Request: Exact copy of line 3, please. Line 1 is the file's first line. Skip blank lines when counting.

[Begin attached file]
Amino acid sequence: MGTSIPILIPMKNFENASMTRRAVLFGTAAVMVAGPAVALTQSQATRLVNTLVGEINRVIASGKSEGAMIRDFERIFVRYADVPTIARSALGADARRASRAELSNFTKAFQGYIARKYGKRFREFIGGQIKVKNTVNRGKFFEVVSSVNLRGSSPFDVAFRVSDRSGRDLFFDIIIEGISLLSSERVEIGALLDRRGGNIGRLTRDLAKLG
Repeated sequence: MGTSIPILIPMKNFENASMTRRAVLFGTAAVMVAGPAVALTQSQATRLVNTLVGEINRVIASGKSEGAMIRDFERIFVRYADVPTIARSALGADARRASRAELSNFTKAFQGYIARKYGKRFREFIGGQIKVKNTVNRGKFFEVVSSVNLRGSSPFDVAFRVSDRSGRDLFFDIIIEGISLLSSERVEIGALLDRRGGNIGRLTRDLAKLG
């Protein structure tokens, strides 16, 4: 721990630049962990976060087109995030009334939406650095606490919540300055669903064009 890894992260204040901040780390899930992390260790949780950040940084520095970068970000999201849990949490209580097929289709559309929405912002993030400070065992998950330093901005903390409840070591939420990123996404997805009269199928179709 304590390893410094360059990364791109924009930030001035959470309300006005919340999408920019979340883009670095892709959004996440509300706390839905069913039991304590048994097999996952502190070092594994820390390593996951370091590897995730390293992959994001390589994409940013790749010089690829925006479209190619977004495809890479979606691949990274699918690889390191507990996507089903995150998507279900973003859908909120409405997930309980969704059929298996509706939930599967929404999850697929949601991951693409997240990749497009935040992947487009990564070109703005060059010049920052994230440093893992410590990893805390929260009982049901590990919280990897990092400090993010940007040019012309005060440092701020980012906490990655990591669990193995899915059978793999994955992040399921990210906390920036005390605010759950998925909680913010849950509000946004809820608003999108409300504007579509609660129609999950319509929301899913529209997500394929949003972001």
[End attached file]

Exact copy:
């Protein structure tokens, strides 16, 4: 721990630049962990976060087109995030009334939406650095606490919540300055669903064009 890894992260204040901040780390899930992390260790949780950040940084520095970068970000999201849990949490209580097929289709559309929405912002993030400070065992998950330093901005903390409840070591939420990123996404997805009269199928179709 304590390893410094360059990364791109924009930030001035959470309300006005919340999408920019979340883009670095892709959004996440509300706390839905069913039991304590048994097999996952502190070092594994820390390593996951370091590897995730390293992959994001390589994409940013790749010089690829925006479209190619977004495809890479979606691949990274699918690889390191507990996507089903995150998507279900973003859908909120409405997930309980969704059929298996509706939930599967929404999850697929949601991951693409997240990749497009935040992947487009990564070109703005060059010049920052994230440093893992410590990893805390929260009982049901590990919280990897990092400090993010940007040019012309005060440092701020980012906490990655990591669990193995899915059978793999994955992040399921990210906390920036005390605010759950998925909680913010849950509000946004809820608003999108409300504007579509609660129609999950319509929301899913529209997500394929949003972001």